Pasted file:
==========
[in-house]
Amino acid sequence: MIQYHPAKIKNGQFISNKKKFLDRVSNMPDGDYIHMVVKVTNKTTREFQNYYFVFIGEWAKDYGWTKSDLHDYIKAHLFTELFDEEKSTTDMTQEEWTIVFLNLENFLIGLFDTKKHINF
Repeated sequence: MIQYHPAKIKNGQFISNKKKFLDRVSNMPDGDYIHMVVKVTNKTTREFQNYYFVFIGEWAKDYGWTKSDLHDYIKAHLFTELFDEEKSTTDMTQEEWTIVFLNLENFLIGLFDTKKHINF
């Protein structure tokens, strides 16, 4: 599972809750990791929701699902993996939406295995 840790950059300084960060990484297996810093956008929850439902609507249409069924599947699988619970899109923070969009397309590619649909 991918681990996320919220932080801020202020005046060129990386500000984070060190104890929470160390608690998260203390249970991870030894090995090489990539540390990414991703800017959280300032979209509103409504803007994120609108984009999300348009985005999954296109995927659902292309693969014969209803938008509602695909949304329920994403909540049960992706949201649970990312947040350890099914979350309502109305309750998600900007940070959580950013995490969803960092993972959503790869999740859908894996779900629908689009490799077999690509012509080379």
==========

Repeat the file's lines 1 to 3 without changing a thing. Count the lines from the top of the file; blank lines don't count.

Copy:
[in-house]
Amino acid sequence: MIQYHPAKIKNGQFISNKKKFLDRVSNMPDGDYIHMVVKVTNKTTREFQNYYFVFIGEWAKDYGWTKSDLHDYIKAHLFTELFDEEKSTTDMTQEEWTIVFLNLENFLIGLFDTKKHINF
Repeated sequence: MIQYHPAKIKNGQFISNKKKFLDRVSNMPDGDYIHMVVKVTNKTTREFQNYYFVFIGEWAKDYGWTKSDLHDYIKAHLFTELFDEEKSTTDMTQEEWTIVFLNLENFLIGLFDTKKHINF